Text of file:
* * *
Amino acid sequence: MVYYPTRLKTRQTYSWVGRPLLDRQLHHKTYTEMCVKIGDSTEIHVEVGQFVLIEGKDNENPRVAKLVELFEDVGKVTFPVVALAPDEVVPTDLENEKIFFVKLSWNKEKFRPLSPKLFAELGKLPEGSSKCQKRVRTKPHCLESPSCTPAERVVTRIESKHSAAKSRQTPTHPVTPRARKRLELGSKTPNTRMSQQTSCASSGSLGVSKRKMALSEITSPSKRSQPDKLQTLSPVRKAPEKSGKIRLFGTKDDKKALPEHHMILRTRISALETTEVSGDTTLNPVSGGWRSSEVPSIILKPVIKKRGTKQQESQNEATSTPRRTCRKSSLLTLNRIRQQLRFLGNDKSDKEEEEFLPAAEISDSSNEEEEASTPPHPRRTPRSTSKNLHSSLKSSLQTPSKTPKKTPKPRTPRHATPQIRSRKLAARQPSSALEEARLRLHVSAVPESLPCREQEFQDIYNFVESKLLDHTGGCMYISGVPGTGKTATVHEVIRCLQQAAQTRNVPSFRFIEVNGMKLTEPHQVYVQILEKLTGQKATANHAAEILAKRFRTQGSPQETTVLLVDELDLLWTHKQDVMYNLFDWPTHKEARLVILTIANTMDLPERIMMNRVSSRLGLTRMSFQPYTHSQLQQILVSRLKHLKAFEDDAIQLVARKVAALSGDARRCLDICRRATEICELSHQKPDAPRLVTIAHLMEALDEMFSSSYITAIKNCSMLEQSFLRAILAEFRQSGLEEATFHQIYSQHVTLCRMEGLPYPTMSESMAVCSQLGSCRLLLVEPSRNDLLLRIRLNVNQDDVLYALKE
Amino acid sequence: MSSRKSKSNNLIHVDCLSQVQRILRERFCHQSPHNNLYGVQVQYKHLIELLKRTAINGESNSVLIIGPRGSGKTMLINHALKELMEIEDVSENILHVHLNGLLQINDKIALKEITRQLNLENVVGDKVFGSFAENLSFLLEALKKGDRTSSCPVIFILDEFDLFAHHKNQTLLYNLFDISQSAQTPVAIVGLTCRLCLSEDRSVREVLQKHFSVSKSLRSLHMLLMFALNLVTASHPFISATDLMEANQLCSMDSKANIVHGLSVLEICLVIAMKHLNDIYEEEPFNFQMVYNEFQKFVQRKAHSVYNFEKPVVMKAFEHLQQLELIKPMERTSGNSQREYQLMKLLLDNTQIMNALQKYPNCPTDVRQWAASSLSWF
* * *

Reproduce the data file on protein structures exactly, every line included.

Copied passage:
Amino acid sequence: MVYYPTRLKTRQTYSWVGRPLLDRQLHHKTYTEMCVKIGDSTEIHVEVGQFVLIEGKDNENPRVAKLVELFEDVGKVTFPVVALAPDEVVPTDLENEKIFFVKLSWNKEKFRPLSPKLFAELGKLPEGSSKCQKRVRTKPHCLESPSCTPAERVVTRIESKHSAAKSRQTPTHPVTPRARKRLELGSKTPNTRMSQQTSCASSGSLGVSKRKMALSEITSPSKRSQPDKLQTLSPVRKAPEKSGKIRLFGTKDDKKALPEHHMILRTRISALETTEVSGDTTLNPVSGGWRSSEVPSIILKPVIKKRGTKQQESQNEATSTPRRTCRKSSLLTLNRIRQQLRFLGNDKSDKEEEEFLPAAEISDSSNEEEEASTPPHPRRTPRSTSKNLHSSLKSSLQTPSKTPKKTPKPRTPRHATPQIRSRKLAARQPSSALEEARLRLHVSAVPESLPCREQEFQDIYNFVESKLLDHTGGCMYISGVPGTGKTATVHEVIRCLQQAAQTRNVPSFRFIEVNGMKLTEPHQVYVQILEKLTGQKATANHAAEILAKRFRTQGSPQETTVLLVDELDLLWTHKQDVMYNLFDWPTHKEARLVILTIANTMDLPERIMMNRVSSRLGLTRMSFQPYTHSQLQQILVSRLKHLKAFEDDAIQLVARKVAALSGDARRCLDICRRATEICELSHQKPDAPRLVTIAHLMEALDEMFSSSYITAIKNCSMLEQSFLRAILAEFRQSGLEEATFHQIYSQHVTLCRMEGLPYPTMSESMAVCSQLGSCRLLLVEPSRNDLLLRIRLNVNQDDVLYALKE
Amino acid sequence: MSSRKSKSNNLIHVDCLSQVQRILRERFCHQSPHNNLYGVQVQYKHLIELLKRTAINGESNSVLIIGPRGSGKTMLINHALKELMEIEDVSENILHVHLNGLLQINDKIALKEITRQLNLENVVGDKVFGSFAENLSFLLEALKKGDRTSSCPVIFILDEFDLFAHHKNQTLLYNLFDISQSAQTPVAIVGLTCRLCLSEDRSVREVLQKHFSVSKSLRSLHMLLMFALNLVTASHPFISATDLMEANQLCSMDSKANIVHGLSVLEICLVIAMKHLNDIYEEEPFNFQMVYNEFQKFVQRKAHSVYNFEKPVVMKAFEHLQQLELIKPMERTSGNSQREYQLMKLLLDNTQIMNALQKYPNCPTDVRQWAASSLSWF